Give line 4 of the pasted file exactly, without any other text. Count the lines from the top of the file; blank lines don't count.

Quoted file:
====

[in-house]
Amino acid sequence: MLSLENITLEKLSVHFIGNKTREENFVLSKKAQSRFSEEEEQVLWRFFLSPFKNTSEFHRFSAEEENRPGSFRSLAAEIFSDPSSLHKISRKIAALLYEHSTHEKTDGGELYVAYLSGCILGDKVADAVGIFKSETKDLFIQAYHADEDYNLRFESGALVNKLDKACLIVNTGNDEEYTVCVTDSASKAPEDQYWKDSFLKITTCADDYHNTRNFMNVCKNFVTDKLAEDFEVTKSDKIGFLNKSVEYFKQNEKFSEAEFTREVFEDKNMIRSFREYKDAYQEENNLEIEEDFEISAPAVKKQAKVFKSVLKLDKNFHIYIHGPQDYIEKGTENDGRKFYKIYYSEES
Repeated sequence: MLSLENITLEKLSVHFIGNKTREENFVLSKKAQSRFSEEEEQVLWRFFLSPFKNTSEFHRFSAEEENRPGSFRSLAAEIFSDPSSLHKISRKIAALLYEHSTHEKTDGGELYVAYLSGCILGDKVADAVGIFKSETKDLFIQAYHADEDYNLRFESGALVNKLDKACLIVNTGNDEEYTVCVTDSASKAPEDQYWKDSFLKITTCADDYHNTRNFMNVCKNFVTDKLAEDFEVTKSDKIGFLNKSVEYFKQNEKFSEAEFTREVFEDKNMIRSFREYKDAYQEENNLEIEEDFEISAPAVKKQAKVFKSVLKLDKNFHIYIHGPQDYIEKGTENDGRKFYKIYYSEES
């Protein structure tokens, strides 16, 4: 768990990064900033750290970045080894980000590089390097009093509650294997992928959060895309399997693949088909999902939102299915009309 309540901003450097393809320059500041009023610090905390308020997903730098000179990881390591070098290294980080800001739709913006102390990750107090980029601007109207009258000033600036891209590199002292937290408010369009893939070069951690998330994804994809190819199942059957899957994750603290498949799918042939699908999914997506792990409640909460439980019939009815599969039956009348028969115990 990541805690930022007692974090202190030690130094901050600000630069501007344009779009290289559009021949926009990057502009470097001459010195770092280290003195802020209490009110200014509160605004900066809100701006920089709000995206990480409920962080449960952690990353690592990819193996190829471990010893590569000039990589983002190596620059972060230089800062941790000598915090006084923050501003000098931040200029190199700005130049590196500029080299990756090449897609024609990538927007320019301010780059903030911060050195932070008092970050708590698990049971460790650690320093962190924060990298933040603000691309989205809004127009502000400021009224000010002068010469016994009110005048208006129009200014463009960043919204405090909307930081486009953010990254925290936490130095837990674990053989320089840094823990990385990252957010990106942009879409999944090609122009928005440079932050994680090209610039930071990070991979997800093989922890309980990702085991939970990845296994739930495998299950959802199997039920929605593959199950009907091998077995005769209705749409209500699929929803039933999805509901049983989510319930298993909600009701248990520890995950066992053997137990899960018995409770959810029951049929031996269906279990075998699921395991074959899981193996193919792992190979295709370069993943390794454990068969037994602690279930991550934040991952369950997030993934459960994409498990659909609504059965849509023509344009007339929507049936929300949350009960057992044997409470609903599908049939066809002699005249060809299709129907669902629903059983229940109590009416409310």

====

């Protein structure tokens, strides 16, 4: 768990990064900033750290970045080894980000590089390097009093509650294997992928959060895309399997693949088909999902939102299915009309 309540901003450097393809320059500041009023610090905390308020997903730098000179990881390591070098290294980080800001739709913006102390990750107090980029601007109207009258000033600036891209590199002292937290408010369009893939070069951690998330994804994809190819199942059957899957994750603290498949799918042939699908999914997506792990409640909460439980019939009815599969039956009348028969115990 990541805690930022007692974090202190030690130094901050600000630069501007344009779009290289559009021949926009990057502009470097001459010195770092280290003195802020209490009110200014509160605004900066809100701006920089709000995206990480409920962080449960952690990353690592990819193996190829471990010893590569000039990589983002190596620059972060230089800062941790000598915090006084923050501003000098931040200029190199700005130049590196500029080299990756090449897609024609990538927007320019301010780059903030911060050195932070008092970050708590698990049971460790650690320093962190924060990298933040603000691309989205809004127009502000400021009224000010002068010469016994009110005048208006129009200014463009960043919204405090909307930081486009953010990254925290936490130095837990674990053989320089840094823990990385990252957010990106942009879409999944090609122009928005440079932050994680090209610039930071990070991979997800093989922890309980990702085991939970990845296994739930495998299950959802199997039920929605593959199950009907091998077995005769209705749409209500699929929803039933999805509901049983989510319930298993909600009701248990520890995950066992053997137990899960018995409770959810029951049929031996269906279990075998699921395991074959899981193996193919792992190979295709370069993943390794454990068969037994602690279930991550934040991952369950997030993934459960994409498990659909609504059965849509023509344009007339929507049936929300949350009960057992044997409470609903599908049939066809002699005249060809299709129907669902629903059983229940109590009416409310």